Wednesday, August 09, 2006

Don't Shoot the Drone

A man hanging off his home after Israeli strike on a residential building in the Chiyah district.

The moral of the story: don't shoot at an Israeli drone. You won't be able to hit it and it will certainly kill you and the entire people living in your building. This is proportionality!

What do you say to a man whose family is buried under the rubble?
Robert Fisk
Independent
09 August 2006

There were bulldozers turning over the tons of rubble, a cloud of dust and smoke a mile high over the smashed slums of Beirut's southern suburbs and a tall man in a grey T-shirt - a Brooklyn taxi driver, no less - standing on the verge of tears, staring at what may well be the grave of his grandfather, his uncle and aunt. Half the family home had been torn away and the entire block of civilian apartments next door had been smashed to the ground a few hours earlier by the two missiles that exploded in Asaad al-Assad Street.
What do you say to a man whose family is buried under the rubble? The last corpse had been a man whose face appeared etched in dust before the muck was removed and he turned out to be paper-thin - so perfectly had the falling concrete crushed him. Mohamed al-Husseini had left New York for a holiday with his young wife and infant child - they were safe in the centre of Beirut - because he wanted to see his family home and talk to the relatives he grew up with.
"Just look what the Israelis have done," he said, not taking his eyes off the floors of the apartments, now scarcely an inch between them. "I am confused. You know? I don't know what to do. I could go back to my wife and kid but the rest of my family is in there. They used to live in the south and they survived there. Then they come to Beirut and die here."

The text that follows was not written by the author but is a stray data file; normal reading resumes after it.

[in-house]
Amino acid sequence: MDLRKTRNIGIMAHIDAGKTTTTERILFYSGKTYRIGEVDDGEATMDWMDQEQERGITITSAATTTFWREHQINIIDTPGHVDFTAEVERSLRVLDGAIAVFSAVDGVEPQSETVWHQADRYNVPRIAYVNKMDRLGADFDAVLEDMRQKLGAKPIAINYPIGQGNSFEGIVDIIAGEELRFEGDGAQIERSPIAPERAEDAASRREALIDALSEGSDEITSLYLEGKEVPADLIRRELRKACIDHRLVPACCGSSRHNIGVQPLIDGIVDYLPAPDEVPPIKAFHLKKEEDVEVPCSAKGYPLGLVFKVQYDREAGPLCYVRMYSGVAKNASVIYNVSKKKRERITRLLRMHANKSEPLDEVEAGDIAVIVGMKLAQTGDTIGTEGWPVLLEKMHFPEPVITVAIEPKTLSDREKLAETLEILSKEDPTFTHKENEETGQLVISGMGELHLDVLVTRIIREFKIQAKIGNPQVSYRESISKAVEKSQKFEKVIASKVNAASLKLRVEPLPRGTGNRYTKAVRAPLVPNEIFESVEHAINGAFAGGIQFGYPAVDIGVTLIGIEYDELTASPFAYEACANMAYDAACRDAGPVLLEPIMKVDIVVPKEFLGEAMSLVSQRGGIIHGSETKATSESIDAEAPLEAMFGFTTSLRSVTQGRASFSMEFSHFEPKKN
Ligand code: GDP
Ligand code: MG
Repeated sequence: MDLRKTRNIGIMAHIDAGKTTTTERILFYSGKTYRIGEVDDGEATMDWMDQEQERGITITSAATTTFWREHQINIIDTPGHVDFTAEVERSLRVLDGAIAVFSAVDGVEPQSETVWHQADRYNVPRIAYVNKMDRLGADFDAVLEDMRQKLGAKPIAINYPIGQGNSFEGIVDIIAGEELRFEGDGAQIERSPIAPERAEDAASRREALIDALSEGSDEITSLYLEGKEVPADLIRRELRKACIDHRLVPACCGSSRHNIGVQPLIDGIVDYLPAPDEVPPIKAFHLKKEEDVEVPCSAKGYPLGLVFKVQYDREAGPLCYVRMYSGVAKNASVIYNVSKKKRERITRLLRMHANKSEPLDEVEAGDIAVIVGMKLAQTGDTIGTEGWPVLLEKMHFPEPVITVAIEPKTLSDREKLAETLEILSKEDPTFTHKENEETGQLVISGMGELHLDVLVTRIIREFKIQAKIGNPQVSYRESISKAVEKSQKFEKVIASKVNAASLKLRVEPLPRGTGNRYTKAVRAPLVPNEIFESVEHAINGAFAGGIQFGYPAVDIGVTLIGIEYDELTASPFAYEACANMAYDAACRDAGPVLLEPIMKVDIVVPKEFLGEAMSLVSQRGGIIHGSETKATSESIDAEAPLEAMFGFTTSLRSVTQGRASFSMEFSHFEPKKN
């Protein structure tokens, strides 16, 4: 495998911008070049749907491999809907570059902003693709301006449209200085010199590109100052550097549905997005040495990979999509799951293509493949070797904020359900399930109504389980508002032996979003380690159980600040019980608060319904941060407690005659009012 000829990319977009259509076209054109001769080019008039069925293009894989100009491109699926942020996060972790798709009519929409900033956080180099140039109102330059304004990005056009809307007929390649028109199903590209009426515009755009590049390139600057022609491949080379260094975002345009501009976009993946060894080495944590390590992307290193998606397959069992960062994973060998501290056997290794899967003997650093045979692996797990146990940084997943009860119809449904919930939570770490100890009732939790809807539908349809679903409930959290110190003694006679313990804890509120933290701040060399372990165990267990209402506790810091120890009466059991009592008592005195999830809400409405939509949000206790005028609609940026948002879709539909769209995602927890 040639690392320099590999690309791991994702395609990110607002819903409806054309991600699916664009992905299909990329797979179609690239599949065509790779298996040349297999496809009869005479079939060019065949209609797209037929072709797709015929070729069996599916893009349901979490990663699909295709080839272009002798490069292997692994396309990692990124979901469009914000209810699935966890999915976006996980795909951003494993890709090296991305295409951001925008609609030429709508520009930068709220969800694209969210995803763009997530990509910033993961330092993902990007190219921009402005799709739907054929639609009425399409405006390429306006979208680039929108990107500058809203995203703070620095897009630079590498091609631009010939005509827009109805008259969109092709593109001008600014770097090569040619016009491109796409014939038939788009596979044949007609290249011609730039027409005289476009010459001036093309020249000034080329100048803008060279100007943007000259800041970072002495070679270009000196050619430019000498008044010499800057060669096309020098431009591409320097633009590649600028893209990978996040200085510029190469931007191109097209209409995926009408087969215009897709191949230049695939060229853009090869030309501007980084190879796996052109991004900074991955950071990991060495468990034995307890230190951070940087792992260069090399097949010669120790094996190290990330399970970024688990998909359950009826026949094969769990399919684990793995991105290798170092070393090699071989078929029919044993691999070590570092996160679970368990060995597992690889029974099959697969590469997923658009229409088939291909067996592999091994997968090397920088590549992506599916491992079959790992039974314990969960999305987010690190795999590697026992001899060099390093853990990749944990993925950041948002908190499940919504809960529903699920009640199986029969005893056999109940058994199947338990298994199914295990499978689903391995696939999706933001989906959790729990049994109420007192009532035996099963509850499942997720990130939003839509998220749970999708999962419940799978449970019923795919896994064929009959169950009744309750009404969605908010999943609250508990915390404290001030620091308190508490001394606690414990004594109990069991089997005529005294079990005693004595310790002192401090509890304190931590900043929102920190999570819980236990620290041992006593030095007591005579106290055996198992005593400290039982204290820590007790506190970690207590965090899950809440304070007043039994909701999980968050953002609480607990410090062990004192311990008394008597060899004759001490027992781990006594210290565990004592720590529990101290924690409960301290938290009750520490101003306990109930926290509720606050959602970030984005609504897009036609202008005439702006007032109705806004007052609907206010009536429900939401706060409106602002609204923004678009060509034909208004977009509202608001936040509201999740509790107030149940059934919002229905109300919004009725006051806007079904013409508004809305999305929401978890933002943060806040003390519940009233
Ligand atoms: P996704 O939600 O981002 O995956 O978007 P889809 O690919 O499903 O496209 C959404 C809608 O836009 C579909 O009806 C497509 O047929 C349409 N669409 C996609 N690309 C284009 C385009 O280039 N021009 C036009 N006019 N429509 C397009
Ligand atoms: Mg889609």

Mohamed al-Husseini's grandfather, Mohamed Yassin, is - let us not say "was" yet - 75. His uncle is Hussein Yassin, his aunt is called Hila. By last night, nothing had been found of them. And of those in the building next door?
At least 17 civilians were killed, many of them children. A 12-year-old boy called Hussein Ahmed Mohsen lay dead in the mortuary of the Mount Lebanon Hospital, along with a woman who died just after being rescued when the missiles collapsed her home just after 7.30 on Monday night. Almost all the occupants of this doomed building were members of the Rmeiti family - again, they were from the dangerous south - and 15 of the dead were from the same village.
It was a scene to provoke fury. One Hizbollah "watcher" demanded my press card and lost interest when he read it. But a Lebanese youth in a yellow shirt at the scene was grabbed by the same man, hauled away by his collar and handed over to a clutch of beefy, tall individuals who forced him into a car. Everyone now searches for spies, for the men - and women - who are reputed to "paint" the apartment blocks of Beirut for Israel's missile technology to lock on to their targets.
A sad, grim meeting in the same Mount Lebanon Hospital suggested that the house had not been "fingered" by anyone. I found Ali Rmeiti, an employee at Beirut airport, covered in bloody wounds, his face distorted, shaking his head in disbelief. "I was on the balcony with my wife, Huda, and three of our children ... I heard nothing - nothing. I didn't realize what happened. It was black. Then came the second blast and we were all blown into the street with the balcony."
Huda Rmeiti is lying next to her husband on a drip-feed, covered with even more bloody wounds than Ali. I know - and they do not - that three of their four children were killed.
And why was the building struck? The Israelis have slaughtered hundreds of civilians, attacking convoys of refugees they themselves ordered to leave. But Saadieh, Ali Rmeiti's sister-in-law, has a story which matches those of two other survivors. Before the missiles exploded, she said, an Israeli drone flew over the Shiyyah district, a pilotless reconnaissance aircraft which sends live pictures back to Tel Aviv. "Um Kamel", as the Lebanese call them, whined around for a time and then, without warning, someone drove down Assaad al-Assad street on a motorcycle and fired into the sky with a rifle opposite the Rmeiti home.
Then he left, some youth who wanted to prove his foolish manhood. You can't destroy drones with a rifle, as any Hizbollah member knows. But not long afterwards, the two missiles came streaking down on the homes of the innocent.